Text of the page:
Kensington Palace William And Kate

November 4, 2011 by staff 

Kensington Palace William And Kate, The 12 million pound restoration of two years from Kensington Palace has discovered many things: the original paint color of disappointing the Red Room (“pink now,” as the young Queen Victoria noted in her diary) brick cistern built by Sir Christopher Wren to deal with natural sources under the building, and a display of pride, or an obscene insult, scrawled on a pillar of a worker died long ago.

The dirty graffiti was written over a century ago in a wooden pole to prop up a roof next to the door, sandwiched between the wooden walls. Perfectly dated 02/01/1902, it reads: “Peter Jackson, the son of a btch Champion”.

“When this was written, must have thought he was perfectly safe, that nobody in the world ever lay eyes on him again,” said Sheriff Lee Prosser. “Very clean handwriting,” said project manager Jo Thwaites. “Look how well it is formed the F.”

After 109 years of rotting wood, in part, and has been replaced by a steel beam – but the inscription has been carefully preserved and continues to provoke laughter in the archives.

Prosser originally assumed Jackson himself was to blame boast, but a scrawl on another piece of wood suggests that the trial may have been uncomplimentary of his coworkers.

Victoria died in 1901, but Jackson would have gone to work with the statue of the queen in her coronation dresses designed by her daughter Louise, another royal residence.

The rooms restored by Historic Royal Palaces, which manages the unoccupied part of Kensington (a dispersion of the royal family still including Prince and Princess Michael of Kent and Prince William and Kate, when in London), reopen in March with Victoria Revealed, a permanent exhibition on the life of the young Victoria in the palace. Her childhood was often lonely passes under a scheme designed by her mother and the medical officer of Sir John Conroy claims and to maintain their usefulness busy from dawn to dusk and never alone for a moment.

Many private possessions will be on display for the first time, such as jewelry, paintings, books, uniforms belonging to rare survivor Victoria’s husband, Prince Albert, clothing worn by the Queen and her children in happier times, and a pair of mourning socks – black legs, white feet, so the dye does not stain your shoes – that was after his death in 1861, when he wrote: “My life as a happy woman has done.” Visitors can walk on new carpet woven with words of passionate love letters from Albert during their courtship: “Body and soul always your slave, your faithful Albert,” and “Heaven has sent me an angel whose brightness light up my life. ”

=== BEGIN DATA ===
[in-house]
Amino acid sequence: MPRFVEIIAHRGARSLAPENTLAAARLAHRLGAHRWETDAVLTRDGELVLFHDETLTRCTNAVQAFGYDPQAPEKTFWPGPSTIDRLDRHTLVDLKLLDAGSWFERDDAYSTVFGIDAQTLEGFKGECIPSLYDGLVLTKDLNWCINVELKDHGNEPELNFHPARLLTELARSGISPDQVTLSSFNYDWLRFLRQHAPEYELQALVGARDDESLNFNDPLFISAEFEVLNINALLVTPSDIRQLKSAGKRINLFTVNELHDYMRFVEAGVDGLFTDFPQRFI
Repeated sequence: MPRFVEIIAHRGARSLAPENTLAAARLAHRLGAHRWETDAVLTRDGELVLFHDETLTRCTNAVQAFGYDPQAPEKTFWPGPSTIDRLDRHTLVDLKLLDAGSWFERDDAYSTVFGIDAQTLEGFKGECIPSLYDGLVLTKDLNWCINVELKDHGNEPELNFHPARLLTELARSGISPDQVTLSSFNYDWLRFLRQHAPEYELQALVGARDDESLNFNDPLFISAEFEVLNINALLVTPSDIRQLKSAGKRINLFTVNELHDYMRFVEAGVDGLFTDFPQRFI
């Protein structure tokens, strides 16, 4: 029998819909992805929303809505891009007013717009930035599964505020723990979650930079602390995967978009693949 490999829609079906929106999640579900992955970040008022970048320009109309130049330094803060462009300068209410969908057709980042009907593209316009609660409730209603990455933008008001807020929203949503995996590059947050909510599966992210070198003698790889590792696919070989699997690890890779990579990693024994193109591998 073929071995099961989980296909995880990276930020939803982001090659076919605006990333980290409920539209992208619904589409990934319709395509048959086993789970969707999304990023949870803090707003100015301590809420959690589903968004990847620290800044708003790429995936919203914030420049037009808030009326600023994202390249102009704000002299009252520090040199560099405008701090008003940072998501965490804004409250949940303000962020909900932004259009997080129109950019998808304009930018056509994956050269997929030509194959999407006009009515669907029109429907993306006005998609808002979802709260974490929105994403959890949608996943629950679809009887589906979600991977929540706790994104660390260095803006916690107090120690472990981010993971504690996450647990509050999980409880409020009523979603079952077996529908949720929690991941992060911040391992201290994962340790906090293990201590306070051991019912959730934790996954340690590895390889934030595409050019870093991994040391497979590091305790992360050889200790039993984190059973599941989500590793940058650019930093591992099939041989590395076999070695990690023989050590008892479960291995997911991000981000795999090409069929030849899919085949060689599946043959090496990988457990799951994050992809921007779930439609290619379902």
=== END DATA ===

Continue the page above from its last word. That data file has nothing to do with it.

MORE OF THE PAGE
A sound and light installation that evokes the atmosphere in the Red Room on June 20, 1837 when the teen tiny, having learned at 6 am that her uncle William IV was dead and was now the queen, before a roomful of foreign intimidation, including the elderly Duke of Wellington, and chaired its first meeting the Privy Council.

During work, the restoration team found many traces of the struggle of their predecessors for centuries to keep what started as a Jacobean house and extended continuously. The building was purchased by William and Mary, £ 20,000 in a peaceful haven from the bustle of Whitehall.

The most startling discovery occurred when the foundations of the new coffee shop, and the sunken garden had been dug, and a spring gushed long buried and turned the ground into quicksand. That hasty and costly support was needed to shore up the walls of old – but the site got tons of silver sand, which has been incorporated into new bricks.

Many workers left their names or initials scrawled on the wood and plaster, but have not matched Jackson. Prosser has been unable to trace his origin. In 1898, the outside contractor Mowlem – predecessor of today’s construction company – was contracted to carry out the work before Queen Victoria returned to her childhood home and opened the state apartments to the public, along with other parts the palace, as the first headquarters of the Museum of London. Jackson may have worked for the company, or by the Ministry of Works which may have been involved in strengthening the floors to cope with visitor numbers. Wages books and staff lists for the period of not surviving.

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